The Schiensh of Bond: The Man With the Golden Gun

Blah blah blah wasted Christopher Lee, blah blah blah bollocks, BlogalongaBond – The Man With The Golden Gun.

Golden Gun, Golden Bullets

Gold is a fascinating metal, it’s rare, it’s precious and most important of all it’s shiny. Wikipedia tells me that it has a melting point of 1064.18 °C (1337.33 K), and it is also a very good conductor of heat and electricity, and very dense (more so than lead). Scaramanga’s gun is custom made, it is assembled from a cigarette case, a fountain pen and a lighter with a cufflink trigger. He uses gold bullets in the film – these being his calling card.

What are the logistics of using gold for these? Well, for a gun, you probably wouldn’t want a firing pin in a metal as malleable as gold; it would likely change shape during repeated firing. The force involved in firing a bullet originates from some form of explosive pressure. In a gun made of gold, you’d lose a lot of the heat to the barrel because it is such a good conductor of heat. The gun would therefore be rather inefficient. It would also get quite hot, so it would be difficult to hold. If you were going to make a gun out of gold, you wouldn’t have a gold firing pin or barrel.

Things get a little fuzzy around the bullets. Lazar makes custom 4.2 mm diameter bullets (~.17 calibre) that are 23 carat gold. Cartridges have been used for many years, they encapsulate a bullet and an explosive propellent in a casing. Presumably, Scaramanga’s bullets come in a gold casing with some sort of explosive powder to provide thrust for the bullet. This isn’t discussed at all in the film so I can’t really comment. More information can be found here.

There’s a nice explanation here.

Trying to find out anything on the behaviour of gold bullets is tough work, principally because gold is rather expensive (over £1k per ounce). However, some bored genius on Yahoo Answers has. Lead, a normal material with which to make bullets, is soft and has a tendency to flatten on impact, causing a huge amount of damage. Gold does much the same thing as it is also soft and dense. If it had a casing made of a tougher material – like copper or tin, it wouldn’t come apart so much.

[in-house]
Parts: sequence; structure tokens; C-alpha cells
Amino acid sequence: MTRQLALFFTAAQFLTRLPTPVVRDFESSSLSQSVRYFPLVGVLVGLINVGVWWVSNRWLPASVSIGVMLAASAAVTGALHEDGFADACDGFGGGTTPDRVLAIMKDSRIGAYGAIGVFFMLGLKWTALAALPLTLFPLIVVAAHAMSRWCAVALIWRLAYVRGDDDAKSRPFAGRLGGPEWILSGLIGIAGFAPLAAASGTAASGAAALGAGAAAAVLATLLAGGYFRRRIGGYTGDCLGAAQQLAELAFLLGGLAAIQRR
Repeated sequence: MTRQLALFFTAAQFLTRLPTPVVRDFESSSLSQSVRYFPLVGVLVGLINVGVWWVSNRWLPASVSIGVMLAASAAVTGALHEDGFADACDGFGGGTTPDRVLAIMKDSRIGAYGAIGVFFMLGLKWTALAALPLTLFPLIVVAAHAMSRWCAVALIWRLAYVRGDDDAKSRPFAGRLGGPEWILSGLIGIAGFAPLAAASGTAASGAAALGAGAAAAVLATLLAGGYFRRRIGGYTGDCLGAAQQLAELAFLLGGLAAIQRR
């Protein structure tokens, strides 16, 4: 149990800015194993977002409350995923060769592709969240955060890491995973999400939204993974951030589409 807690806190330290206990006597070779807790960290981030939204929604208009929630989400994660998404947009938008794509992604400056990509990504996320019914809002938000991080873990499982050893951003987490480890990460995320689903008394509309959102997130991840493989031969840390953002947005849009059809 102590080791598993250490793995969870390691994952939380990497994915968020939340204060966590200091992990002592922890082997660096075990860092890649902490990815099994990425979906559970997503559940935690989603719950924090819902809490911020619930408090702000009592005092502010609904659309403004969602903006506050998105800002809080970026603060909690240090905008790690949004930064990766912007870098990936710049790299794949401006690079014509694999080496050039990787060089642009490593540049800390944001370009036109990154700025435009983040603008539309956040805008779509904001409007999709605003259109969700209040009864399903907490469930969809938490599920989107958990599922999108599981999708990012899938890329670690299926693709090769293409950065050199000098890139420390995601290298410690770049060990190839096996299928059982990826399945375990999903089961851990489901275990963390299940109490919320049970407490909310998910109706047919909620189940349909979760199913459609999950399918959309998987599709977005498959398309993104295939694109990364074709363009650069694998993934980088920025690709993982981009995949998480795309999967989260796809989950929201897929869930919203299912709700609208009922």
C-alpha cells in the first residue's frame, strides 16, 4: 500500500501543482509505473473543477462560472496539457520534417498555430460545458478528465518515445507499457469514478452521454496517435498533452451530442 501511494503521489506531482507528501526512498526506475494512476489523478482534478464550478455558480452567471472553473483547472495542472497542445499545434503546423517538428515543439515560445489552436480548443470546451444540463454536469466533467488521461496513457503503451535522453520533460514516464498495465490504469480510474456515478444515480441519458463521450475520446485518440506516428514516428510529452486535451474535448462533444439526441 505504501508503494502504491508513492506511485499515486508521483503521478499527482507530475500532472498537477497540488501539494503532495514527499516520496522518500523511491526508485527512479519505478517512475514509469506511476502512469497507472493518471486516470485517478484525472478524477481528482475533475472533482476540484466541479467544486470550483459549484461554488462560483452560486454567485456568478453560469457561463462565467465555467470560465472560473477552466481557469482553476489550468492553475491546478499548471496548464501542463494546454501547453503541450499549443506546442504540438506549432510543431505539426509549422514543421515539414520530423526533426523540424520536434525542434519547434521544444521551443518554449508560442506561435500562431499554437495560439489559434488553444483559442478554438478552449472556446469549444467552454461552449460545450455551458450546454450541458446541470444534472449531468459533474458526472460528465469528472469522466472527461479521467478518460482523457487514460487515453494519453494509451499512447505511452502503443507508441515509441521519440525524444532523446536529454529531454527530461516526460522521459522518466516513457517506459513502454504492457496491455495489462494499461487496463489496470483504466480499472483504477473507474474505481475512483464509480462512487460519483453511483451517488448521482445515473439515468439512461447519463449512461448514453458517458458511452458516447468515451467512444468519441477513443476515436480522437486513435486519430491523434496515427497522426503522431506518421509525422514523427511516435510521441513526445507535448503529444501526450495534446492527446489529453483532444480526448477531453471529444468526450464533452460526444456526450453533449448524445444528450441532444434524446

Car Stunt Skills

One of the coolest things about this decidedly sub-par film is that car stunt (which some pillock decided to add a swanee whistle to)

This stunt has a rather cool history: it was originally developed by Raymond McHenry using a mathematical model,  details of which can be found here. The genius thing about the compter model is how well it matches up with the reality. The stunt had been performed before TMWTGG, and MGM bought the rights to it. The stunt was done in one take using eight cameras.

Physical Impossibilities

I got a bit bored after the car stunt, so I was practicing guitar. But then I noticed this piece of glaring stupid.

The temperature absolute zero? Like -273 °C? With all due respect, BOLLOCKS.

The Maguffin in this film is a Solex agitator, an integral component in Scaramanga’s highly efficient solar power generator. Scaramanga describes his set up for generating solar power, and as part of the process, there are superconductivity coils cooled by liquid helium. I have absolutely no idea how this set up works.

There are two methods by which it is possible to generate solar power. One way is by using solar panels which heat in the sun, this heat is then used to boil water and turn turbines (which generates electricity in the same way as nuclear power and fossil fuel power plants do.) The second method is by use of the photoelectric effect using photovoltaic cells. When light shines on a material, a semiconductor, the energy of the photons is transferred to electrons within is, giving the electron enough energy to break away from their associated atoms. This means the electrons in the semiconductor are free. The material solar cells are made of have very special characteristics that mean that the electrons can only move in one direction. A net flow of charged particles (in this case electrons) produces an electrical current.

Back to the liquid helium being held at absolute zero. This is impossible. Absolute zero – 0 degrees Kelvin (0 K) is -273.15 °C. Temperature is a measure of energy in a system, energy has to be removed for temperature to drop. When the energy of a material decreases, the movement of atoms falls – so theoretically ast absolute 0, all movement of molecules ceases. Even deep space has a temperature of ~3 K. But absolute zero cannot be reached – this would violate the third law of thermodynamics. However,  Aaron Leanhardt’s team at MIT managed to reach 450 picokelvin (0.000 000 000 45) degrees above absolute zero in 2003.

Weird things happen when you reach really low temperatures  – helium becomes a superfluid around 2 K. In this state, it becomes a perfect thermal conductor and has no viscosity, so it has a tendency to creep out of containers.

It was more fun relearning A-level physics than watching The Man With The Golden Gun. I really hope The Spy Who Loved Me is better.

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